Online guide to US Government Publications

The Bodleian Libraries are developing an online set of guides to resources at libguides.bodleian.ox.ac.uk. As part of this, we are working on transferring all the information we previously had in the printed guides available in the library (US History Sources and US Government Publications) onto the LibGuides site.  The History guides are still a work in progress, but the US Government Publications guide is now live and available for you to use.  It aims to provide a portal to the many sources of publications and information produced by the US government, both historic and current, held here in the VHL (and elsewhere in Oxford) and online.  We hope you’ll find it useful – please let us know if you have any feedback or suggestions for how it could be improved.  

You can access the guide via libguides.bodleian.ox.ac.uk, as well as through our website, or directly at http://ox.libguides.com/us-govpubs.

Foreign Office Confidential Prints – new searchable database

Our colleagues over in Official Papers in the Bodleian have created a searchable online database of the Foreign Office Confidential Prints. From the 1820s papers of significance began to be distributed to officials in the Foreign Office, Cabinet and other departments as Confidential Prints. The practice grew until the 1850s when nearly every important dispatch or telegram was routinely printed. The Confidential Prints vary in format from a single page to a substantial volume, many have maps (we have over 700) and diagrams. The documents are numbered 1-10,600 (1827-1914) in roughly order of printing.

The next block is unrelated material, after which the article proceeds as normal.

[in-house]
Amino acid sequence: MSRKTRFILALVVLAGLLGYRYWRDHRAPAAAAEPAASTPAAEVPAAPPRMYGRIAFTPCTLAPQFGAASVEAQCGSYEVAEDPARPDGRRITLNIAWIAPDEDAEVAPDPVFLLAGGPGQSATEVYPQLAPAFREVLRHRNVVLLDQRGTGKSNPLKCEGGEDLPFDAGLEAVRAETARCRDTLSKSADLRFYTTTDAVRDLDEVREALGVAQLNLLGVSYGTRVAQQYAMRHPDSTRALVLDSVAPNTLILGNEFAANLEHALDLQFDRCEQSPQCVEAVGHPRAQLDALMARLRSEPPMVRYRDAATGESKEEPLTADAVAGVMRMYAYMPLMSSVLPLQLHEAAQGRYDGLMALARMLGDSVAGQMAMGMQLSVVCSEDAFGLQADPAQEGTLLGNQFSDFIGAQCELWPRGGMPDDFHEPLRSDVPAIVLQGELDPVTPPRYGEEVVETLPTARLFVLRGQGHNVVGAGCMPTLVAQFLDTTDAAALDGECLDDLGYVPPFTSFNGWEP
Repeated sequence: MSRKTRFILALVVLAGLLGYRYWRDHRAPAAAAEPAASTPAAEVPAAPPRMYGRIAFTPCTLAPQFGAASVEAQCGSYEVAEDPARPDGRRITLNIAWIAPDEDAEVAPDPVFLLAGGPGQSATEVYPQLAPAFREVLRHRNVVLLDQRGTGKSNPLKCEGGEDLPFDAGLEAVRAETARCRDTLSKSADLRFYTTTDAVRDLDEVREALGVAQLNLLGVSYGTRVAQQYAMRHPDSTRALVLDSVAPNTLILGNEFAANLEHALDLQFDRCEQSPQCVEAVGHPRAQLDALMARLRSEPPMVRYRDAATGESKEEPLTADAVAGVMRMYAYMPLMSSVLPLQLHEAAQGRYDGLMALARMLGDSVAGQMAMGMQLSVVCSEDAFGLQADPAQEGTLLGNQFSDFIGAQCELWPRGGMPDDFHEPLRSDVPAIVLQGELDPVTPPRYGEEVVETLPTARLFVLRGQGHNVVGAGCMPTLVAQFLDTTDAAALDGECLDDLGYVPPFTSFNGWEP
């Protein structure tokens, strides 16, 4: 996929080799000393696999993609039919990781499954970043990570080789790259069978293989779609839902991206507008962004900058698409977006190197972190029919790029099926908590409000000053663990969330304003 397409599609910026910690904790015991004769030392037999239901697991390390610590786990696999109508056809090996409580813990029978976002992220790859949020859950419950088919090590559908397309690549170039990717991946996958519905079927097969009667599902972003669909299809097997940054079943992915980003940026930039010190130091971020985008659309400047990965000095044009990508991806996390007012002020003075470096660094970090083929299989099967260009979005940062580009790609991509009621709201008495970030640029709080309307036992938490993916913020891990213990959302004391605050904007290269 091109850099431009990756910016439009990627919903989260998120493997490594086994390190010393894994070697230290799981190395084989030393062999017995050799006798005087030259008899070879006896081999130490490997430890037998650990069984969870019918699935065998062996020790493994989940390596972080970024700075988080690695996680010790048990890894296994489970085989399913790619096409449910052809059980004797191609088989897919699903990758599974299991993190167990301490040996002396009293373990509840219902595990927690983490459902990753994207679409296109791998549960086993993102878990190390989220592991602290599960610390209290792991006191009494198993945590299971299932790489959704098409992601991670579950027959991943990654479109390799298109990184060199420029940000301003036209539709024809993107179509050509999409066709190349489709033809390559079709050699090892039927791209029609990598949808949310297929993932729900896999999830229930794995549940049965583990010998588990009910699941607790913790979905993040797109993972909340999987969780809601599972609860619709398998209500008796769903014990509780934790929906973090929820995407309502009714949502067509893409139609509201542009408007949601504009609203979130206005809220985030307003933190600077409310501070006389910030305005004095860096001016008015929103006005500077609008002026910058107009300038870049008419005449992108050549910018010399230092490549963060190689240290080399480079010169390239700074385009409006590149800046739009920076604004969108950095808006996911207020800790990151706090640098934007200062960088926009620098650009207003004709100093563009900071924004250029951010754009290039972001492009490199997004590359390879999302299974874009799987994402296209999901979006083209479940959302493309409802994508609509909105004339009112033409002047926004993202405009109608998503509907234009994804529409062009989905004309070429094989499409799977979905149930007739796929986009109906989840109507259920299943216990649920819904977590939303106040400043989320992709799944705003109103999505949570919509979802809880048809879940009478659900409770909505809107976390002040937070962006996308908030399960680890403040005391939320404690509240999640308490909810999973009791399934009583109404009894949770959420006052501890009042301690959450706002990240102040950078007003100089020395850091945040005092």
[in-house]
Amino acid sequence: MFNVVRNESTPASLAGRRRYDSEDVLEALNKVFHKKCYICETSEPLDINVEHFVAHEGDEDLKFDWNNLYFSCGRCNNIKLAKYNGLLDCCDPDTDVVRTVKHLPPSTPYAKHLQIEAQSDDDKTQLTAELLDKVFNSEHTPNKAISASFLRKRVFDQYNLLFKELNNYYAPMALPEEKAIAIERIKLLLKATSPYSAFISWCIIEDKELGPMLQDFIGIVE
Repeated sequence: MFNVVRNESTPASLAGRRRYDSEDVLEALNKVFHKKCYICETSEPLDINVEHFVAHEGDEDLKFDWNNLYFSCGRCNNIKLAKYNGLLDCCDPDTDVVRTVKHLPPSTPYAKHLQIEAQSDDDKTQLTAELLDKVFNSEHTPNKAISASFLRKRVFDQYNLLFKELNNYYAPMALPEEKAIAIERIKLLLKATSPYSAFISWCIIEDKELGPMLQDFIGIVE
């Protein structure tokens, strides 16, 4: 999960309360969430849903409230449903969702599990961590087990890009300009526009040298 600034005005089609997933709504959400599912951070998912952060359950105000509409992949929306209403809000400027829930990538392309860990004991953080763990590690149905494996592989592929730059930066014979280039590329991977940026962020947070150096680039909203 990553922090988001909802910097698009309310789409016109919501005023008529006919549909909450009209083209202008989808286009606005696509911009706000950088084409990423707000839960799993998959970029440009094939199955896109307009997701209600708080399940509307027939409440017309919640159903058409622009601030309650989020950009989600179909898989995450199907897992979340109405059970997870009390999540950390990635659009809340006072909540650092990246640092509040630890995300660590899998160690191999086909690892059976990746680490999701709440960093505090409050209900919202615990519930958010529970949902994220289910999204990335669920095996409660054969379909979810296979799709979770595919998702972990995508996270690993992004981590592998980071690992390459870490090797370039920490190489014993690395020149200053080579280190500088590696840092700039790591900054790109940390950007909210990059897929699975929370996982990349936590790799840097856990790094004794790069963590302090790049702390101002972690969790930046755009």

For the historian this is an incredible set of primary source documents. They are a window to Britain’s colonial past covering subjects such as slavery, railways, expeditions, diplomatic relations and war, from Abyssinia to Zanzibar. For Americanists, a search on ‘United States’ brings back nearly 800 records.

The index, ‘List of Confidential Papers Relating to Foreign Affairs’ (No. 10330, covers no.1-10,000) has been transcribed into a database. The index was arranged alphabetically by country, and the documents listed roughly in date order.

You can:

  • search for documents with maps by entering map in the subject box
  • search by jurisdiction, date and document number
  • do a keyword search in the subject box
  • email results in a spreadsheet format.

We do not have a complete set of documents at Oxford, so the search will return

  • whether we have the document or not
  • how many pages it has
  • whether it has any illustrations or maps.

Records for 10,001-10,600 are in the process of being added to the database.

The collection is kept in the Official Papers reading room but is not on open shelf. Staff will be happy to fetch documents on request.